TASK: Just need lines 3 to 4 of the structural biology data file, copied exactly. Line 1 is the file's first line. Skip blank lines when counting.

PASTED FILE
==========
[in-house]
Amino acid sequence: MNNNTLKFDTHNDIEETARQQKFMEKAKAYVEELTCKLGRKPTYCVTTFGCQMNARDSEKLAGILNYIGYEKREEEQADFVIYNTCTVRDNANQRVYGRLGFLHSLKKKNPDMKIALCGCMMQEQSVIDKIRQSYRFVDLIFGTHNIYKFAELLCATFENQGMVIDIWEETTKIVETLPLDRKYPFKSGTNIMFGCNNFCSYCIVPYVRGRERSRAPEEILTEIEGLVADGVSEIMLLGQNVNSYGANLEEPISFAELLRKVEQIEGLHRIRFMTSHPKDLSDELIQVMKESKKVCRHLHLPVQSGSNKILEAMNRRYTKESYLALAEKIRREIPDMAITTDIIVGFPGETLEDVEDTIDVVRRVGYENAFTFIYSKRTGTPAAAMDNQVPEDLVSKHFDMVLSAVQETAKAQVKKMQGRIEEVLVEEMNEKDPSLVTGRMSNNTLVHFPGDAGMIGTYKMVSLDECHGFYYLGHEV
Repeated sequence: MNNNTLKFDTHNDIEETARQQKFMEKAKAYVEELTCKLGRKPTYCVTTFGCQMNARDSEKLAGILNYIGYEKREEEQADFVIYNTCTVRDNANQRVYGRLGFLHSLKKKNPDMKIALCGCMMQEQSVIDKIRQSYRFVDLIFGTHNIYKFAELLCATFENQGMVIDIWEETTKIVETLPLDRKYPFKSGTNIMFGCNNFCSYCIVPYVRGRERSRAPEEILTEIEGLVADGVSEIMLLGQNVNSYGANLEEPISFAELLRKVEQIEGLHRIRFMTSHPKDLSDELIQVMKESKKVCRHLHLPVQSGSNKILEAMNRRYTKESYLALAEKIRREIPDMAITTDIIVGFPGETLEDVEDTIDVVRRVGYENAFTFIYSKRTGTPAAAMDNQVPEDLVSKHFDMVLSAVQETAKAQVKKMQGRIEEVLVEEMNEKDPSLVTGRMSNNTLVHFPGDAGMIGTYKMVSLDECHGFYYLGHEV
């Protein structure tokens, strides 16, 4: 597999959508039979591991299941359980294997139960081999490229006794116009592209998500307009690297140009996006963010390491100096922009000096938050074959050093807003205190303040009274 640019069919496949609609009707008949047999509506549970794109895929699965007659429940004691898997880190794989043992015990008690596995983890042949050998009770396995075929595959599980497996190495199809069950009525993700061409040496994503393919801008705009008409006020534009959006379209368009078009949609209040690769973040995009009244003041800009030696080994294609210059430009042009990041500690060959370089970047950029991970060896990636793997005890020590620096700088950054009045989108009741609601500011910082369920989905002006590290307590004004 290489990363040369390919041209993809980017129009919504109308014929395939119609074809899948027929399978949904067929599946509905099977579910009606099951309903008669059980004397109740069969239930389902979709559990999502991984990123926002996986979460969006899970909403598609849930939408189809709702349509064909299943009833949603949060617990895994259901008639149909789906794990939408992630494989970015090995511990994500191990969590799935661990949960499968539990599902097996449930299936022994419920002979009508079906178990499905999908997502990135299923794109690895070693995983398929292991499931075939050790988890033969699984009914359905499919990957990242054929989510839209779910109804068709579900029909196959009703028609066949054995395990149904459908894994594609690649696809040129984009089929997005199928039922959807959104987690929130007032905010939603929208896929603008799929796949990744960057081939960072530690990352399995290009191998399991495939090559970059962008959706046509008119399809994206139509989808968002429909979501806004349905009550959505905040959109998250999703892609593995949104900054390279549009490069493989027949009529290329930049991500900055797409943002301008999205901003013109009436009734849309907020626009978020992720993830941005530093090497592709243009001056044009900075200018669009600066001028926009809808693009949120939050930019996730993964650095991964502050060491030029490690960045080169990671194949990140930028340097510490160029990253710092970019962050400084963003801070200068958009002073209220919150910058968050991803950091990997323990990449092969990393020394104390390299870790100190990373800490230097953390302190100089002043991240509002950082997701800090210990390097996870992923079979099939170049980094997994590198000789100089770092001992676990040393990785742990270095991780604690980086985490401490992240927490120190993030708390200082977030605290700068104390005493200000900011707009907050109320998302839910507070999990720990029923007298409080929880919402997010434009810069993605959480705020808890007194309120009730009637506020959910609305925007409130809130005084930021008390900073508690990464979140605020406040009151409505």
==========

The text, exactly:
Repeated sequence: MNNNTLKFDTHNDIEETARQQKFMEKAKAYVEELTCKLGRKPTYCVTTFGCQMNARDSEKLAGILNYIGYEKREEEQADFVIYNTCTVRDNANQRVYGRLGFLHSLKKKNPDMKIALCGCMMQEQSVIDKIRQSYRFVDLIFGTHNIYKFAELLCATFENQGMVIDIWEETTKIVETLPLDRKYPFKSGTNIMFGCNNFCSYCIVPYVRGRERSRAPEEILTEIEGLVADGVSEIMLLGQNVNSYGANLEEPISFAELLRKVEQIEGLHRIRFMTSHPKDLSDELIQVMKESKKVCRHLHLPVQSGSNKILEAMNRRYTKESYLALAEKIRREIPDMAITTDIIVGFPGETLEDVEDTIDVVRRVGYENAFTFIYSKRTGTPAAAMDNQVPEDLVSKHFDMVLSAVQETAKAQVKKMQGRIEEVLVEEMNEKDPSLVTGRMSNNTLVHFPGDAGMIGTYKMVSLDECHGFYYLGHEV
């Protein structure tokens, strides 16, 4: 597999959508039979591991299941359980294997139960081999490229006794116009592209998500307009690297140009996006963010390491100096922009000096938050074959050093807003205190303040009274 640019069919496949609609009707008949047999509506549970794109895929699965007659429940004691898997880190794989043992015990008690596995983890042949050998009770396995075929595959599980497996190495199809069950009525993700061409040496994503393919801008705009008409006020534009959006379209368009078009949609209040690769973040995009009244003041800009030696080994294609210059430009042009990041500690060959370089970047950029991970060896990636793997005890020590620096700088950054009045989108009741609601500011910082369920989905002006590290307590004004 290489990363040369390919041209993809980017129009919504109308014929395939119609074809899948027929399978949904067929599946509905099977579910009606099951309903008669059980004397109740069969239930389902979709559990999502991984990123926002996986979460969006899970909403598609849930939408189809709702349509064909299943009833949603949060617990895994259901008639149909789906794990939408992630494989970015090995511990994500191990969590799935661990949960499968539990599902097996449930299936022994419920002979009508079906178990499905999908997502990135299923794109690895070693995983398929292991499931075939050790988890033969699984009914359905499919990957990242054929989510839209779910109804068709579900029909196959009703028609066949054995395990149904459908894994594609690649696809040129984009089929997005199928039922959807959104987690929130007032905010939603929208896929603008799929796949990744960057081939960072530690990352399995290009191998399991495939090559970059962008959706046509008119399809994206139509989808968002429909979501806004349905009550959505905040959109998250999703892609593995949104900054390279549009490069493989027949009529290329930049991500900055797409943002301008999205901003013109009436009734849309907020626009978020992720993830941005530093090497592709243009001056044009900075200018669009600066001028926009809808693009949120939050930019996730993964650095991964502050060491030029490690960045080169990671194949990140930028340097510490160029990253710092970019962050400084963003801070200068958009002073209220919150910058968050991803950091990997323990990449092969990393020394104390390299870790100190990373800490230097953390302190100089002043991240509002950082997701800090210990390097996870992923079979099939170049980094997994590198000789100089770092001992676990040393990785742990270095991780604690980086985490401490992240927490120190993030708390200082977030605290700068104390005493200000900011707009907050109320998302839910507070999990720990029923007298409080929880919402997010434009810069993605959480705020808890007194309120009730009637506020959910609305925007409130809130005084930021008390900073508690990464979140605020406040009151409505």